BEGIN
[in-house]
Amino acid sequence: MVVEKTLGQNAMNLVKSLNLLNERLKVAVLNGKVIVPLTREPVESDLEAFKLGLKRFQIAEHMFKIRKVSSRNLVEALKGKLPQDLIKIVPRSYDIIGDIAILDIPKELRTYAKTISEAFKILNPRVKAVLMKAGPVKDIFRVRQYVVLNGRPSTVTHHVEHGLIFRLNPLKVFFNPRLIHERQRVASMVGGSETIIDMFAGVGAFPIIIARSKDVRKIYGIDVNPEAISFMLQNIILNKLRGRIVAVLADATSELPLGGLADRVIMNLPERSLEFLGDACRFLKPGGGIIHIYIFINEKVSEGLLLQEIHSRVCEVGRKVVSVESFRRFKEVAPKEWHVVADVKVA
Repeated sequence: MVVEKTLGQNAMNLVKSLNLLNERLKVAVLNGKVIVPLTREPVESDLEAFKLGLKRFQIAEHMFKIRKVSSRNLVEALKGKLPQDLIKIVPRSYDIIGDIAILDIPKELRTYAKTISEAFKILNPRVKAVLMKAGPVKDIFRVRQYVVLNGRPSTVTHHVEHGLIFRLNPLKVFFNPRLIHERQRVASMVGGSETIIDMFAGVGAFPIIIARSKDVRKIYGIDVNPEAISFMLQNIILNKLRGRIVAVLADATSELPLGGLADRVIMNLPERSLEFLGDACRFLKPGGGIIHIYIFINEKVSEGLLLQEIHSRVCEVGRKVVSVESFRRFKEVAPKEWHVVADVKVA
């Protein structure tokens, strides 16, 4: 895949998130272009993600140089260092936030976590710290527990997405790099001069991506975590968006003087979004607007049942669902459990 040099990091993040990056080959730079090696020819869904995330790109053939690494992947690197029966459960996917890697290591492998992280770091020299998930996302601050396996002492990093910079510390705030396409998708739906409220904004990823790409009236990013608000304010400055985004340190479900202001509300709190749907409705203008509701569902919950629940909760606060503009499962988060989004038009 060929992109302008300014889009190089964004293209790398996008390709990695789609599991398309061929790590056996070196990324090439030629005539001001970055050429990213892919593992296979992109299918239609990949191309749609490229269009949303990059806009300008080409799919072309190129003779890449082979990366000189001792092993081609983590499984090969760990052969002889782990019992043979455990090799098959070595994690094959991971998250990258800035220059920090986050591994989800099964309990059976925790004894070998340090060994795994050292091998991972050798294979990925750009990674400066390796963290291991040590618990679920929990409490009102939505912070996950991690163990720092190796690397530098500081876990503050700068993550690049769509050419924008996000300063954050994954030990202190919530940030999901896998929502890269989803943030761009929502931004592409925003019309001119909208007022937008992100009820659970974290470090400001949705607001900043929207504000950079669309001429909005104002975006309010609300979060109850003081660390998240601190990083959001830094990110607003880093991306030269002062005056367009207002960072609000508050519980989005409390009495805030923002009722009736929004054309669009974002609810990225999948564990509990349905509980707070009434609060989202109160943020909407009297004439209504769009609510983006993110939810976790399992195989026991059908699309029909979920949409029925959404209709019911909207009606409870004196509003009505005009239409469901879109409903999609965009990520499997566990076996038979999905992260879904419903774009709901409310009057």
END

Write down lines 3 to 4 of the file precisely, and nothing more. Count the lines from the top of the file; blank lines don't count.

Repeated sequence: MVVEKTLGQNAMNLVKSLNLLNERLKVAVLNGKVIVPLTREPVESDLEAFKLGLKRFQIAEHMFKIRKVSSRNLVEALKGKLPQDLIKIVPRSYDIIGDIAILDIPKELRTYAKTISEAFKILNPRVKAVLMKAGPVKDIFRVRQYVVLNGRPSTVTHHVEHGLIFRLNPLKVFFNPRLIHERQRVASMVGGSETIIDMFAGVGAFPIIIARSKDVRKIYGIDVNPEAISFMLQNIILNKLRGRIVAVLADATSELPLGGLADRVIMNLPERSLEFLGDACRFLKPGGGIIHIYIFINEKVSEGLLLQEIHSRVCEVGRKVVSVESFRRFKEVAPKEWHVVADVKVA
């Protein structure tokens, strides 16, 4: 895949998130272009993600140089260092936030976590710290527990997405790099001069991506975590968006003087979004607007049942669902459990 040099990091993040990056080959730079090696020819869904995330790109053939690494992947690197029966459960996917890697290591492998992280770091020299998930996302601050396996002492990093910079510390705030396409998708739906409220904004990823790409009236990013608000304010400055985004340190479900202001509300709190749907409705203008509701569902919950629940909760606060503009499962988060989004038009 060929992109302008300014889009190089964004293209790398996008390709990695789609599991398309061929790590056996070196990324090439030629005539001001970055050429990213892919593992296979992109299918239609990949191309749609490229269009949303990059806009300008080409799919072309190129003779890449082979990366000189001792092993081609983590499984090969760990052969002889782990019992043979455990090799098959070595994690094959991971998250990258800035220059920090986050591994989800099964309990059976925790004894070998340090060994795994050292091998991972050798294979990925750009990674400066390796963290291991040590618990679920929990409490009102939505912070996950991690163990720092190796690397530098500081876990503050700068993550690049769509050419924008996000300063954050994954030990202190919530940030999901896998929502890269989803943030761009929502931004592409925003019309001119909208007022937008992100009820659970974290470090400001949705607001900043929207504000950079669309001429909005104002975006309010609300979060109850003081660390998240601190990083959001830094990110607003880093991306030269002062005056367009207002960072609000508050519980989005409390009495805030923002009722009736929004054309669009974002609810990225999948564990509990349905509980707070009434609060989202109160943020909407009297004439209504769009609510983006993110939810976790399992195989026991059908699309029909979920949409029925959404209709019911909207009606409870004196509003009505005009239409469901879109409903999609965009990520499997566990076996038979999905992260879904419903774009709901409310009057």